Most synchronization algorithms, for example, the IEEE 1588 standard, are vulnerable to delay attacks, as they rely on measuring delays without taking adversary attacks into consideration. A possible way to breach clock synchronization was proposed in , namely, a combination of an ARP poisoning attack followed by a delay attack. To conduct a delay attack, an adversary first needs to penetrate the network. A so-called man-in-the-middle (MIM) attack is one possible way to take control over a communication channel. When performing a MIM attack, the adversary is positioned inside the communication channel between benign participants, for example, through ARP poisoning. An ARP poisoning attack takes advantage of the vulnerability in the ARP protocol, which is used for translating between IP and MAC addresses. If an adversary can convince a benign network participant to connect the adversary MAC address to the IP address of another benign node , with whom wants to communicate, the adversary will get all traffic sent by to . When the adversary controls the channel, the next step in order to break clock synchronization is to perform a selective delay attack. The combination of these two techniques can be used to breach clock synchronization.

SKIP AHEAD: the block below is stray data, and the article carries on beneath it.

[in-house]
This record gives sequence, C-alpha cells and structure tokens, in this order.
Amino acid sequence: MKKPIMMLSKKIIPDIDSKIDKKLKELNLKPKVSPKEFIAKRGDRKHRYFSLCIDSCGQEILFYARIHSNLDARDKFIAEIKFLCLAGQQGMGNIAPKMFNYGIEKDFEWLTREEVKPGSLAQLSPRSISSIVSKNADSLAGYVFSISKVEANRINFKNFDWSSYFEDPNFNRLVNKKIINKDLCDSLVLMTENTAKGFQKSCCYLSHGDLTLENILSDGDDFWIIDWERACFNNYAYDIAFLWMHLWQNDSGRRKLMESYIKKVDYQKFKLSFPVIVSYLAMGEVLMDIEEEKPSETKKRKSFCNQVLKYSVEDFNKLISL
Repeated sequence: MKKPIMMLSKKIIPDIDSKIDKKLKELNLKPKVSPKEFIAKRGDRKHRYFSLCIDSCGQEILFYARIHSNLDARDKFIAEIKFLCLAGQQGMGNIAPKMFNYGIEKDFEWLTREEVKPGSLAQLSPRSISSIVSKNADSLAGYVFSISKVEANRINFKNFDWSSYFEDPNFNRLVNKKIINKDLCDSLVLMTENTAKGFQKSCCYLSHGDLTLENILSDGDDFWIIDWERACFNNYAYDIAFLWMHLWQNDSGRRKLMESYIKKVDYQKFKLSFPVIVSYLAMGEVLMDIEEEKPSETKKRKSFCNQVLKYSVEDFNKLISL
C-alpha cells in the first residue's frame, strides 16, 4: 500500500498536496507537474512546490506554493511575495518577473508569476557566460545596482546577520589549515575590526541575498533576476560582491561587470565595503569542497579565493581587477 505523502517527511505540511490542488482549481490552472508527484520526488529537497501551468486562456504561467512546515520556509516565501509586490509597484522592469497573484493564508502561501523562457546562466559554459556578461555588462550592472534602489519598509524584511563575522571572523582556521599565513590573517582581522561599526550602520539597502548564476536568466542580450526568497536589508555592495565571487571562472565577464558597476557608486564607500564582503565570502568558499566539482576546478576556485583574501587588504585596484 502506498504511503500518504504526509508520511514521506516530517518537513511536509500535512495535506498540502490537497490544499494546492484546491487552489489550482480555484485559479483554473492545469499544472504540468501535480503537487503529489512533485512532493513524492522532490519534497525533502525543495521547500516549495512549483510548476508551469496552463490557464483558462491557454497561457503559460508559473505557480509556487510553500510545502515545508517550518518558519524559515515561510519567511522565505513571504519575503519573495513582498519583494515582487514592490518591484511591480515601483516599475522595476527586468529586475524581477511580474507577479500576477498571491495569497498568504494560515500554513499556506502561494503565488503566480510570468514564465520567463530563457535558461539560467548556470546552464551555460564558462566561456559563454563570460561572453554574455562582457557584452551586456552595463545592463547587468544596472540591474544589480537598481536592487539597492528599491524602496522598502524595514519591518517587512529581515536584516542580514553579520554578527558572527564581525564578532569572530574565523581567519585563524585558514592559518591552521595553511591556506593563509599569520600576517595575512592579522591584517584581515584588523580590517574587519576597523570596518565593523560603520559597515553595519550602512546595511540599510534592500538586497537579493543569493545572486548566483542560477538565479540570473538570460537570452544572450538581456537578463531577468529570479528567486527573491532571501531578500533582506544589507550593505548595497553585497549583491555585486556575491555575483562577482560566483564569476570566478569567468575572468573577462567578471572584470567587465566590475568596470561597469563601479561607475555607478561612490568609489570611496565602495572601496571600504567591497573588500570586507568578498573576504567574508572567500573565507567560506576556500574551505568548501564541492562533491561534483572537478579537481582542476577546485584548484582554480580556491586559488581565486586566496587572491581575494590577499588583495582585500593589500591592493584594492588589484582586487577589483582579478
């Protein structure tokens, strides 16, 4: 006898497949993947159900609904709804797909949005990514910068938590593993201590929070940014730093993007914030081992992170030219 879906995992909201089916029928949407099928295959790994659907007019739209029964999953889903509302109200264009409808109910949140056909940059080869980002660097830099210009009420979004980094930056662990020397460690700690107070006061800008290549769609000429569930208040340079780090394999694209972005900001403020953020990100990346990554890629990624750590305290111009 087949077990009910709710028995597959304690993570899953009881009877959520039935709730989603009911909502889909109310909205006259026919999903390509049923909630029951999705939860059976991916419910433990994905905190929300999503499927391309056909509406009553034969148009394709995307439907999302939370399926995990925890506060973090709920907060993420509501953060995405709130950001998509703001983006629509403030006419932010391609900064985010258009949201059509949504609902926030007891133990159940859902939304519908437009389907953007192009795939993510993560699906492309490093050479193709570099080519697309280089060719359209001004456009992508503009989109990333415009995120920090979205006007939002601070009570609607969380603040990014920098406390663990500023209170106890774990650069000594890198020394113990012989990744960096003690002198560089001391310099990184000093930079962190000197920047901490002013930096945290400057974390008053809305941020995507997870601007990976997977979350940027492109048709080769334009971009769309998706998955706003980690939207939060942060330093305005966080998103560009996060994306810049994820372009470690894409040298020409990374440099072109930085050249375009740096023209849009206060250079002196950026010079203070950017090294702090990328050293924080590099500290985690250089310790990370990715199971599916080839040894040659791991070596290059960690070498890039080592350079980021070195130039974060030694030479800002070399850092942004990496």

An intrusion detection system (IDS) entails monitoring a network for security purposes. This is not a new approach, and a Network Security Monitor (NSM) system was described already in 1994 . Statistics gathered from a network can be used for many functionalities, such as QoS enhancement, network adaptation for having higher resilience levels, and routing optimization. Usually, an adversary penetrating the network changes its behavior in some way. While a passive adversary mainly monitors and analyzes incoming data, the gathered statistics can be used by an active adversary in an upcoming intelligent attack. In case of an active adversary, communication with other network participants is also common. This means that the adversary will introduce new traffic and/or change the traffic pattern. Therefore, if the Monitor, collecting and analyzing the network statistics, can detect a deviation, the adversary presence can be discovered. It is the first step in network protection, which should be followed by adversary isolation or neutralization and consequences mitigation.